The pre-season hype for G League Ignite ahead of the 2022-23 season was through the roof, as the team had not only the best NBA prospect playing in America in Scoot Henderson, but also a number of players in Efe Abogidi, Leonard Miller and Sidy Cissoko who were expected to solidify their cases as NBA prospects.
Mojave King didn’t come to Ignite with the same level of hype, but as the G League Ignite season has progressed, he has seen his draft stock rise as he has become one of the top contributors for the team. When diving into his background and his pre-Ignite career, it’s easy to see why King has found his rhythm quickly for his new team.
After consistently standing out at youth competitions in Australia during his teenage years, Mojave King joined the NBA Global Academy in January of 2019. The then 16-year-old King, found himself in the spotlight as a part of one of the most stacked youth teams international basketball has seen during the past decade, on a roster that included three future NBA Players in Dyson Daniels, Josh Giddey and Bennedict Mathurin, plus college standouts Taran Armstrong, Olivier-Maxence Prosper and Aly Khalifa.
Despite the amount of talent on the roster, King was able to stand out by providing a steady presence as a perimeter defender and much needed off–ball scoring for a roster stacked with players who needed the ball in their hands.
King left NBA Academy and signed with the Cairns Taipans ahead of the 2020-21 Australian NBL season as part of the NBL Next Stars program. Things didn’t go smoothly for King in his rookie season. Projected as a potential draft prospect ahead of the 2021 NBA Draft, King saw less than 12 minutes per contest during the first two months of the season and had trouble getting into a rhythm as a shooter.
King did see his playing time increase to 21 minutes per contest during the final 14 games of the season, where he shot 36.8% from 3 point range on 4 attempts per game; a late-season surge in minutes and production that left the door open for potential improvement ahead of his sophomore season in the NBL.
Despite changing teams before the 2021-22 season, when King signed with the Adelaide 36ers, his sophomore output was even more limited due to a lack of playing time, as he saw just 10 minutes per game for his new team. At the end of the season, King moved to the Southland Sharks of the New Zealand NBL where he was able to receive big minutes and make an impact, scoring 18 points per game on 57% True Shooting, albeit on a lower level of competition.
In September of 2022, G League Ignite announced the signing of King. So far, the 2022-23 season has been a sort of a “coming full circle” moment for King, who, once again, finds himself contributing as an off-ball scoring option for a team with multiple players who thrive with the ball in their hands as Scoot Henderson, Leonard Miller and Sidy Cissoko.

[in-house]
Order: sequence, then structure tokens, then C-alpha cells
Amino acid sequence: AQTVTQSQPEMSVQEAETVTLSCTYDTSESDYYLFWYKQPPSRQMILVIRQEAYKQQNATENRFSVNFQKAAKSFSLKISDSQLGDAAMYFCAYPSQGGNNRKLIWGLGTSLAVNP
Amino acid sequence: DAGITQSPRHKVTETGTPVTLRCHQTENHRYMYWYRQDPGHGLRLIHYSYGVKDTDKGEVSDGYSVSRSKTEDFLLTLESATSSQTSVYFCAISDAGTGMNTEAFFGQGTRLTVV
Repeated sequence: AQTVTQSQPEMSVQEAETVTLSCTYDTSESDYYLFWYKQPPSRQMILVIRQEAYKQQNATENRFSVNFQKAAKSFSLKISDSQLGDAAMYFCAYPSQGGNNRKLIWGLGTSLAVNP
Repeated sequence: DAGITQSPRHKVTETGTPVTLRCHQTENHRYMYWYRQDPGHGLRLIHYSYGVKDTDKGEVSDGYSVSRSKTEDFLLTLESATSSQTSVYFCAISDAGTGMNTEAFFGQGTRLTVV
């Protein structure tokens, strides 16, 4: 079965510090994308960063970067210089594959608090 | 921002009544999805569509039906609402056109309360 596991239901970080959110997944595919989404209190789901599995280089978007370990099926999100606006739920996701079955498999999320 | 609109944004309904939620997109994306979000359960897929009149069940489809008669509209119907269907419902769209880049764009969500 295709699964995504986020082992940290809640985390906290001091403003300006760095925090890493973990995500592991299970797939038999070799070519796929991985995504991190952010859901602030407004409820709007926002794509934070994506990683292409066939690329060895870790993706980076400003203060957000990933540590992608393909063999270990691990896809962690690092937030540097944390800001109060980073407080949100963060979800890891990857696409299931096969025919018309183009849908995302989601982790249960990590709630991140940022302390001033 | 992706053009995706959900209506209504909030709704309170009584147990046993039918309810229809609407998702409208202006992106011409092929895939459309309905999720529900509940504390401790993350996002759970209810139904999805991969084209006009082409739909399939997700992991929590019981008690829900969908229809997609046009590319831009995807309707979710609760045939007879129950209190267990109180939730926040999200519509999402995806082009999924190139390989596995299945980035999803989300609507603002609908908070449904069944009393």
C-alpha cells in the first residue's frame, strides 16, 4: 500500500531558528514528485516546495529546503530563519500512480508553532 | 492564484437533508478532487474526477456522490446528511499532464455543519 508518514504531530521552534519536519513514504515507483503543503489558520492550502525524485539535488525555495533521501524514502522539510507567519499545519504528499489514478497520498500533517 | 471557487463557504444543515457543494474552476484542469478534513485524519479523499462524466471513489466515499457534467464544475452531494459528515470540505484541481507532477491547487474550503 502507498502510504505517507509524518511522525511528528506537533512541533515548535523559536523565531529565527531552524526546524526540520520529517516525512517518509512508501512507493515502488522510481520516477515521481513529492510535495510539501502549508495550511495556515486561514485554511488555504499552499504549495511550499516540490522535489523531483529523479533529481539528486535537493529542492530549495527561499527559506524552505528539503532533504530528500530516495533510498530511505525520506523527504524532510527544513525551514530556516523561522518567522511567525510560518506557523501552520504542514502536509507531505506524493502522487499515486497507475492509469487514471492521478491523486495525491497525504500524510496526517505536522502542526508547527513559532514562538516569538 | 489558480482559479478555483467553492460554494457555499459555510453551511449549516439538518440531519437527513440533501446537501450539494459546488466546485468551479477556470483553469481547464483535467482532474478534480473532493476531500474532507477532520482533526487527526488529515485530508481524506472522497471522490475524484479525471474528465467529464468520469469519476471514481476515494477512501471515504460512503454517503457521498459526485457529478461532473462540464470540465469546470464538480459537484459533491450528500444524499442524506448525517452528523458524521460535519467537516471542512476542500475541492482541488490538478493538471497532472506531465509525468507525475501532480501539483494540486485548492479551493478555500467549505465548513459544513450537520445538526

Playing over 30 minutes per game has helped King to get into a rhythm, as he’s shooting 37% from beyond the arc on over five attempts per game. King is a versatile shooter who moves well off the ball and shoots an extremely repeatable jumper. His high release point and ability to prepare quickly makes it hard for opponents to contest his jumper. King has also shown moments of shooting off the dribble, being able to take one or two quick dribbles to readjust and quickly pull-up for a jumper after creating space.
The key factor on his impact as a shooter might just be the level of confidence that King is playing with: he shows zero hesitancy and lets his shot fly as soon as he gets space. The type of confidence that is nearly a requirement for any NBA prospect who is expected to make an impact as a shooter.
King utilizes his shooting gravity to draw closeouts, which he attacks with a solid combination of speed and power. King doesn’t have the most fluid handle in terms of changing directions or creating space out of dribble moves alone, but he compensates with his quick first step and a number of pre-dribble moves (such as stutters, fakes and jab steps) which allow him to get defenders off position.
King also makes a strong impact defensively. Measured at 6-foot-5 tall with a near 6-foot-8 wingspan back in 2019, King uses his long arms, his strong frame and his ability to elevate from a standstill to contest and block shots at the rim, as well as to collaborate as a defensive rebounder.
In the perimeter is where King makes most of his impact, having the optimal size and length to defend both guard positions. King plays with a lot of energy defensively and moves laterally extremely well, being able to keep opponents in front of him and contain dribble penetration.
King has played an important role for Ignite so far, being an efficient off-ball contributor while providing a defensive presence in multiple levels of the floor. After a couple of rough seasons in the Australian NBL, King has found himself back in the NBA spotlight, and his profile as a three-and-D wing can be enticing for a number of NBA teams looking for value in the second round.
Want to join the discussion? Like Draft Digest on Facebook and follow us on Twitter to stay up to date on all the latest NBA Draft news. You can also meet the team behind the coverage.
A new report revealed that the Denver Nuggets mascot, Rocky the Mountain Lion, is the NBA’s highest-paid mascot, taking home $625,000 a year, almost 10 times
The Phoenix Suns are off the NBA coaching carousel after finding their man.The team reportedly will hire Frank Vogel as its next head coach.Vogel's last gig was
Being an NBA mascot is not a bad gig whatsoever. Not only are they practically beloved by every fan inside the arena, but they also get paid incredibly
Super-max extensions weren’t intended to cause as much stress as they have since they were introduced in the NBA six years ago.The right to offer 35 percent o